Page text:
Saturday, June 09, 2012

Blowing Off Steam

From How to criticize the government on Chinese social media:
The blog Tea Leaf Nation has written about a fascinating Harvard study that shows what posts get censored in Chinese cyberspace and why. The blog post (and the study itself) are worth reading in full, but, briefly, the study postulates that while censorship attempts to obfuscate it also "exposes an extraordinarily rich source of information about the Chinese governmen's interests, intentions, and goals" (italics in the original), and that the government doesn't necessarily censor posts with "negative, even vitriolic criticism of the state, its leaders, and its policies," but rather focuses on "comments that represent, reinforce, or spur social mobilization, regardless of content."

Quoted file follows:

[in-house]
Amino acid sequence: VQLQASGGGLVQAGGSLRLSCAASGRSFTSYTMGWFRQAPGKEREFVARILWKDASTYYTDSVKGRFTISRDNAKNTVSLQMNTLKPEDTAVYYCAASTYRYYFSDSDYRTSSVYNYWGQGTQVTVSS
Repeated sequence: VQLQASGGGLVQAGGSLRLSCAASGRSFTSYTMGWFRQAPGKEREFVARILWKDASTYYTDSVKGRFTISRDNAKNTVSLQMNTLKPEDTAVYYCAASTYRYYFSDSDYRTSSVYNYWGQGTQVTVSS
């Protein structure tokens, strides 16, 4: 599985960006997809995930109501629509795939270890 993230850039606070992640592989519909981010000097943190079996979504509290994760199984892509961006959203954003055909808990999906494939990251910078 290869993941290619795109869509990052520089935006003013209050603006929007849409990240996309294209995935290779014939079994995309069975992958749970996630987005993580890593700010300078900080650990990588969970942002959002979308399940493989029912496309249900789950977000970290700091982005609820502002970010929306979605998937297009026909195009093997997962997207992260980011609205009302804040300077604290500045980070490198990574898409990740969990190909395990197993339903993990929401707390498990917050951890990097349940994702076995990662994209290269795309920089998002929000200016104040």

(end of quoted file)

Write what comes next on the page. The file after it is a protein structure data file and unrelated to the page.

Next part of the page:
The second point especially seems to be a more nuanced understanding of Chinese censorship: someone blowing off steam is fine, even if it's "unambiguously against the state and its leaders," as long as it doesn't encourage destabilizing action.
The only difference is that in the US you are not censored; the police just plant evidence.  You can talk all the smack you want as long as it doesn't mean anything.

No comments: